Who doesn't love the rush of swinging into a fast food drive-thru?
It may feel as good as a warm hug, but you know that the charbroiled double-bacon cheeseburger you just picked up isn't good for you.
You know this, yet you continue to battle the urge to pull into the drive-thru every time you pass it on your commute home from work.
Why is that? Why is it that you, and so many others, feel so compelled to eat junk food all the time over nutrient rich and all natural foods?
The truth, according to recent research, is that this addiction may not be your fault.
Fake Food = Fake Pleasure
In 2016, almost 40% of adults in the US over the age of 20 were medically labeled as "obese", and just about 70% of the population were cataloged as medically “overweight”. For those keeping track at home --that's a lot of junk food obsessed people!
The reason the stats were and are still are so high is not because we are hungry creatures with no self control (although that may be part of it). The real reason is because on a scientific level --junk food is chemically altered to appeal to the utmost of pleasure sensors in our brains.
Orosensation: That “Ahh” Reaction We Believe is Too Real
You know the feeling.
That blissful euphoria you get when you take that first sip from a freshly cracked can of cola.
That flavor filled rush as you crunch down on that perfectly crispy chip.
Those feelings? All false and chemically manufactured.
This experience, called “orosensation”, is that pleasure message that is sent from our tongues and nose to our brain, letting it know that what the mouth is currently eating --the brain is loving.
However, that feeling we get while eating junk food is hijacked --it’s a synthetic message. A false signal crafted to be exponentially stronger than the natural phenomena felt when eating natural food.
Over years and years of becoming too familiar with this false sensation, our brains have been trained to prefer the chemical rush of junk food. Compared to the natural pleasure of a freshly picked raspberry or a bite of crisp apple? -- our brains will pick a pouch of potato skins any day of the week.
Why? Because the flavor-altered potato skins give our brains way more pleasure than the berries ever could naturally.
So What's The Problem?
There is nothing wrong with the feeling of pleasure we get when we take that ‘perfect’ sip of soda, or bite into that joy-loaded cheeseburger. The issue kicks in when we become addicted to that artificial pleasure boost.
“Highly palatable foods may produce pleasure and reduce pain in a manner similar to other addictive substances” says Doctors Valeria Taylor and Caroline Davis in their study The Obesity Epidemic: The Role of Addiction. “Research also suggests that eating is commonly used as a method of self-medication in response to negative emotional states, such as depression, anxiety, loneliness, boredom, anger and interpersonal conflict.”
The Fetishization of Flavor
Our brains crave novelty. This preference for variety is why we can maybe go only one full day at a time eating healthy foods, and the next day lose all interest return to junk food. Our junk food addiction causes us to become bored with natural foods.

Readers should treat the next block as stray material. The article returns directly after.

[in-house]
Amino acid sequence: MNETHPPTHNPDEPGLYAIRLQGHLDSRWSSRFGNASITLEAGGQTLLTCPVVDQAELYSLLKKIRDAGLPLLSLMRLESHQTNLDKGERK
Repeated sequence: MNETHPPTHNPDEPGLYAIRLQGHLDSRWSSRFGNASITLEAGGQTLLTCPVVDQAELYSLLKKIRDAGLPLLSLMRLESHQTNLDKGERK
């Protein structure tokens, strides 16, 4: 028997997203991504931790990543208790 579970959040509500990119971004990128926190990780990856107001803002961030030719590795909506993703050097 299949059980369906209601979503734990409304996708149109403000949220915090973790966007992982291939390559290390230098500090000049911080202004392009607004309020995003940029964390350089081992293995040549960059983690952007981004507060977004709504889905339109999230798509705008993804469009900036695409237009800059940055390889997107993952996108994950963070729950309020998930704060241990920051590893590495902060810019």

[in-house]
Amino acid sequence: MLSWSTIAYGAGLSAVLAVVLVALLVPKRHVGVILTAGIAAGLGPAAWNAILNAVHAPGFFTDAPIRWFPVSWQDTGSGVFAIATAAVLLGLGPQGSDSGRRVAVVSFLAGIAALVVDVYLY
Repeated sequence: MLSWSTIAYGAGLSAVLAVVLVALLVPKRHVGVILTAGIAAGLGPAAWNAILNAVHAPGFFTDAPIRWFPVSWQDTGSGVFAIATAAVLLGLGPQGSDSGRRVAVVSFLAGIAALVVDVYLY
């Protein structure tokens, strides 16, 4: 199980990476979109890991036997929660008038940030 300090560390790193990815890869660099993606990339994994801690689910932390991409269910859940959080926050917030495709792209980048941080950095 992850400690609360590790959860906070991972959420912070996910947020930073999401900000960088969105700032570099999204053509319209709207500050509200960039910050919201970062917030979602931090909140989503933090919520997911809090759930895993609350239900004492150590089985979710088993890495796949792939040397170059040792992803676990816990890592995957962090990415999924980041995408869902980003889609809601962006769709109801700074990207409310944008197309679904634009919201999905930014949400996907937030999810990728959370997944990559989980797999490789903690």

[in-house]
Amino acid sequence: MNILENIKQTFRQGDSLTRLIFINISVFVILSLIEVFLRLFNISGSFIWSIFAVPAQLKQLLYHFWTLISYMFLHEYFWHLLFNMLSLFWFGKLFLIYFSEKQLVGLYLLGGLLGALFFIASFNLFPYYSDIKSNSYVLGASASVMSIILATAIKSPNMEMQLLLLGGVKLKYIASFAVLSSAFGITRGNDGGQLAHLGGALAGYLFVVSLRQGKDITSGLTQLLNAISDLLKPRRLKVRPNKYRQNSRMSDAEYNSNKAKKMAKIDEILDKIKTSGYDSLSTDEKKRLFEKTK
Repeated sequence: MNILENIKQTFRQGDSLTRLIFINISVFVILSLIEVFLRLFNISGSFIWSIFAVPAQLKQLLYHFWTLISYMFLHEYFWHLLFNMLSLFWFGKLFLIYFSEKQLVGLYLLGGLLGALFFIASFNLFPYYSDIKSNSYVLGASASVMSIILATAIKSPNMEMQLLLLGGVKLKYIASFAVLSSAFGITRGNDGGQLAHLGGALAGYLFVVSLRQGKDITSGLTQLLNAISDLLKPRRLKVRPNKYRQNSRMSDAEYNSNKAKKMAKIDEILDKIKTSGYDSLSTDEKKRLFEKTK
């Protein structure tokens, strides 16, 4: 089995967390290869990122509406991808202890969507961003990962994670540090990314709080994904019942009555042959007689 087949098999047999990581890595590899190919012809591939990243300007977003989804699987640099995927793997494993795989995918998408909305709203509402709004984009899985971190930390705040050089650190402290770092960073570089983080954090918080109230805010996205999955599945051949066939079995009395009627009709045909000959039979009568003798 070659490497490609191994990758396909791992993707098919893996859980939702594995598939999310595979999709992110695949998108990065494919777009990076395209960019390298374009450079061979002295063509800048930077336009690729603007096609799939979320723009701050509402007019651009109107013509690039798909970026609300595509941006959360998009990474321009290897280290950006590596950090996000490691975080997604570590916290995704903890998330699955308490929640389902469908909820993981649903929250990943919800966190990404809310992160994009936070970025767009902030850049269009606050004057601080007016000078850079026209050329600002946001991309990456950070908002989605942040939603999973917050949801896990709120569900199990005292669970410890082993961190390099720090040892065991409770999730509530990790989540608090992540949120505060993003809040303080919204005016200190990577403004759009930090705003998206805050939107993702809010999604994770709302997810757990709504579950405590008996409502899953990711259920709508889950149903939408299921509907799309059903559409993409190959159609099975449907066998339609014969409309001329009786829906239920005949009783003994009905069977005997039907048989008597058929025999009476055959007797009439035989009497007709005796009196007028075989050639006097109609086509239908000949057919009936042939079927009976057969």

Junk foods were created with the ability to dodge this feeling of “flavor boredom”. This feeling of boredom is avoided with junk food because is it chemically altered to dodge that lack of flavor variety. This is why we feel we can eat Cheetos forever and raisins for like, 10 seconds max.
The slogan “Betcha Can’t Eat Just One?” ...it’s harder to win that bet than you may think.
Here’s How To Curb Your Cravings
So what do we do? How do we combat this feeling of flavor boredom? The answer is that we ultimately need to ween ourselves off of the artificial pleasure spike that comes from junk food.
To do that, we must do what looks impossible: abstain.
In the meantime, we can trick our brains and bodies and also avoid flavor boredom by keeping our meals and snacks mixed up and full of variety. Keep the target moving. Our brains crave variety and novelty, so keep it guessing when loading up on natural foods by becoming creative with your meals and snacks. Cut out junk and processed foods and replace them with all natural snacks and meals. The less artificially tampered with the food is, the better.
Next thing you know --you’ll be addicted to the pleasure of natural foods, and that’s an addiction you and your doctor can get behind.
Remember, that happiness rush you are feeling when you bite into that burger, it’s empty happiness, and empty calories… and we both know you deserve better.
"Faststats." Cdc.gov. N. p., 2017. Web. 18 Sept. 2017.
Geha P., Small D., de Araujo I.. “Orosensory and Homeostatic Functions of the Insular Taste Cortex”. Chemosens Percept. 2012.
Taylor V., Curtis C., Davis C.. “The obesity epidemic: the role of addiction”. Canadian Medical Association Journal. 2010.
Disclaimer: This article is not intended to be a substitute for professional medical advice, diagnosis, or treatment. Seek the advice of your physician or other qualified health provider with questions regarding a medical condition. Do not disregard professional medical advice or delay seeking it because of something you have read here. This article is for general information only.